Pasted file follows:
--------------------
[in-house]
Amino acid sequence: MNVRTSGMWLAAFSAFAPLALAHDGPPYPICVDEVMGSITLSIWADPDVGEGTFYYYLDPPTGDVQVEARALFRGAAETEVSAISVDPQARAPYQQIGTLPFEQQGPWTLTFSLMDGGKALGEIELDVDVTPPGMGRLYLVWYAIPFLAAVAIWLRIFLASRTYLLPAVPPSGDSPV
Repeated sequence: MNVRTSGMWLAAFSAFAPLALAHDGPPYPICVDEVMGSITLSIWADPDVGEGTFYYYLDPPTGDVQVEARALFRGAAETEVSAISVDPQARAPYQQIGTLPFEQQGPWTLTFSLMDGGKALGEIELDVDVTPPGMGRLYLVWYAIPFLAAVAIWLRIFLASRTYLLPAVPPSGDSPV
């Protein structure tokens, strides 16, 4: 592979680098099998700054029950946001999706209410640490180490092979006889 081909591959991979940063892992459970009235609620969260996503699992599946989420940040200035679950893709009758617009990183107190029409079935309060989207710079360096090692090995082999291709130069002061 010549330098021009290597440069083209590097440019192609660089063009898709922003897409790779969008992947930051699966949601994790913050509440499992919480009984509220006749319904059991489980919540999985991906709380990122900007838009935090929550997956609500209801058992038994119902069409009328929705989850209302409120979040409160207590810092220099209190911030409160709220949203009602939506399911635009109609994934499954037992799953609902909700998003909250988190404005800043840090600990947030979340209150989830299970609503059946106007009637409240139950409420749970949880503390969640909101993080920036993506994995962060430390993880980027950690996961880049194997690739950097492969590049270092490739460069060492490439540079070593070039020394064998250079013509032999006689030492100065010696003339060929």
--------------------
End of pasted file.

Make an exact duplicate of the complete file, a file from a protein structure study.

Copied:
[in-house]
Amino acid sequence: MNVRTSGMWLAAFSAFAPLALAHDGPPYPICVDEVMGSITLSIWADPDVGEGTFYYYLDPPTGDVQVEARALFRGAAETEVSAISVDPQARAPYQQIGTLPFEQQGPWTLTFSLMDGGKALGEIELDVDVTPPGMGRLYLVWYAIPFLAAVAIWLRIFLASRTYLLPAVPPSGDSPV
Repeated sequence: MNVRTSGMWLAAFSAFAPLALAHDGPPYPICVDEVMGSITLSIWADPDVGEGTFYYYLDPPTGDVQVEARALFRGAAETEVSAISVDPQARAPYQQIGTLPFEQQGPWTLTFSLMDGGKALGEIELDVDVTPPGMGRLYLVWYAIPFLAAVAIWLRIFLASRTYLLPAVPPSGDSPV
């Protein structure tokens, strides 16, 4: 592979680098099998700054029950946001999706209410640490180490092979006889 081909591959991979940063892992459970009235609620969260996503699992599946989420940040200035679950893709009758617009990183107190029409079935309060989207710079360096090692090995082999291709130069002061 010549330098021009290597440069083209590097440019192609660089063009898709922003897409790779969008992947930051699966949601994790913050509440499992919480009984509220006749319904059991489980919540999985991906709380990122900007838009935090929550997956609500209801058992038994119902069409009328929705989850209302409120979040409160207590810092220099209190911030409160709220949203009602939506399911635009109609994934499954037992799953609902909700998003909250988190404005800043840090600990947030979340209150989830299970609503059946106007009637409240139950409420749970949880503390969640909101993080920036993506994995962060430390993880980027950690996961880049194997690739950097492969590049270092490739460069060492490439540079070593070039020394064998250079013509032999006689030492100065010696003339060929």